Speaking with a group of IRL friends just two days before I had Annabel, we talked a little bit about prayer.

I was eating delicious Hazelnut Buttercreams at a fancy local coffee shop, a friend brought up  her need for more prayer in her own life. I shoved the last bite of my treat in my mouth and said, “I know my prayer life hasn’t been very good lately.... I’ve been anxious. And very, very irritable!” I'm sure it wasn't just the hormones making me grumpy.  Laughing, (and obviously without a clue as to how my birth with Annabel would actually go), we all began to share about this very personal aspect of our lives.
The Shrine of the Virgin of the Poor in New Hope, TN

We talked about the various habits among our group of friends. One friend- a cradle Catholic- said she would add our baby to her “nightly rosary.” Another Mom- a convert- said that praying the rosary at an Adoration chapel was such a sweet respite and a time of peace in the midst of her hectic schedule as a Mom with some kids in school and some at home. A third friend- also a convert- encouraged us to pray a novena in honor of the Blessed Mother together... not in person, but yet in unity. It was a refreshing conversation, with some very cool friends whom God has in my life right now. I have been blessed with some great friends and an even greater community in my town.

And I noticed something while we were sipping decaf coffee together that night. Talking about prayer is totally different when you’re Catholic.  We don’t “take prayer requests,” we ask for “intentions.” We don’t do ACTS (Adoration, Confession, Thanksgiving and Supplication,) we pray novenas. We do not usually say things like, “Let’s ask the Holy Spirit to come be with us, for where two or more are gathered in his name…” we say, “Hail Mary.”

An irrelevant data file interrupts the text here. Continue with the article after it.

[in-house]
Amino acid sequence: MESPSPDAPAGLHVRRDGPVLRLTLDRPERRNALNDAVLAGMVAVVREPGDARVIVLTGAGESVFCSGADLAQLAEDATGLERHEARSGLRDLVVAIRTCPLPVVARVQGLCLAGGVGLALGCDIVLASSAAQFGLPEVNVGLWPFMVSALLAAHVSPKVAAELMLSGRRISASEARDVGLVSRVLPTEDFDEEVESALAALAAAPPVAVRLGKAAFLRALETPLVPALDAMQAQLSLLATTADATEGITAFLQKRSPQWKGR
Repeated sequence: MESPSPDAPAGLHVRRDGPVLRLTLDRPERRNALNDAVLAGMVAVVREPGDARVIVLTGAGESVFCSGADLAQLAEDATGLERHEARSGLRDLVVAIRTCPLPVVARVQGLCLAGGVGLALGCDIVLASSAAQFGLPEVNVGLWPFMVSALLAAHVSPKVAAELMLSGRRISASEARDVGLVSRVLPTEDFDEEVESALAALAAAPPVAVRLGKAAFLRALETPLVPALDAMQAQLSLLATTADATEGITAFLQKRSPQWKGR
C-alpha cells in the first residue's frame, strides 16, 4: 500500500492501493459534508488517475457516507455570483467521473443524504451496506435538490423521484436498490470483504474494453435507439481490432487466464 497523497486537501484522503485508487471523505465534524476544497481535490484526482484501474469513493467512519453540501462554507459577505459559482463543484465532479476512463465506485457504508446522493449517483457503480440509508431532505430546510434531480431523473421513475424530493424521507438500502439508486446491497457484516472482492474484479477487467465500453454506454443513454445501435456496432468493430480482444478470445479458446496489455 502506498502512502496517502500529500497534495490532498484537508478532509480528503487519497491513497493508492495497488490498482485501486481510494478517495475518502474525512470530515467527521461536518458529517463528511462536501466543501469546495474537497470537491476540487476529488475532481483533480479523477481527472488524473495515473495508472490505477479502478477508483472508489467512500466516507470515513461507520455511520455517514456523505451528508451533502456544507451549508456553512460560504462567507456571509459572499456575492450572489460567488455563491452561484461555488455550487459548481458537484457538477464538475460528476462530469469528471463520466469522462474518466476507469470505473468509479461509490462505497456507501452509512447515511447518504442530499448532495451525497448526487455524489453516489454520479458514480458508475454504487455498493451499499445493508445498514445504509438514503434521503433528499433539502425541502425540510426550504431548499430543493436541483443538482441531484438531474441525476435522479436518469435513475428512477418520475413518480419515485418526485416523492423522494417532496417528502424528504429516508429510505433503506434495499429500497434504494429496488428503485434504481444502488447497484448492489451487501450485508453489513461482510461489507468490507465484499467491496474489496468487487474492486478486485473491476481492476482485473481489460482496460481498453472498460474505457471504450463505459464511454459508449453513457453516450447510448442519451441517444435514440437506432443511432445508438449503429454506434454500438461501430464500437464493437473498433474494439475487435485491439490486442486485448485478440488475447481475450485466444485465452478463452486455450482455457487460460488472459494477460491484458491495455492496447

To Pray or Not to Pray

But... that's the thing about prayer. Prayer is just as much and every bit as essential a part of our lives. Yes, we pray to Mary- that her intercession to the Father would cry out on our behalf. Yes, we pray to the saints- that their intercession and the patron saint- of whatever our ailment- would cry out to God. Because they are holy men and women, their prayers are "powerful and effective."  We need prayer.  And let's take it further: we need to be praying people, because as God's people, we need guidance. In a world where Bill Nye and the public school system (or, the secular forms of "science" in this modern age) are teaching our kids that Life isn't Sacred, we need to be praying people. It's not a choice.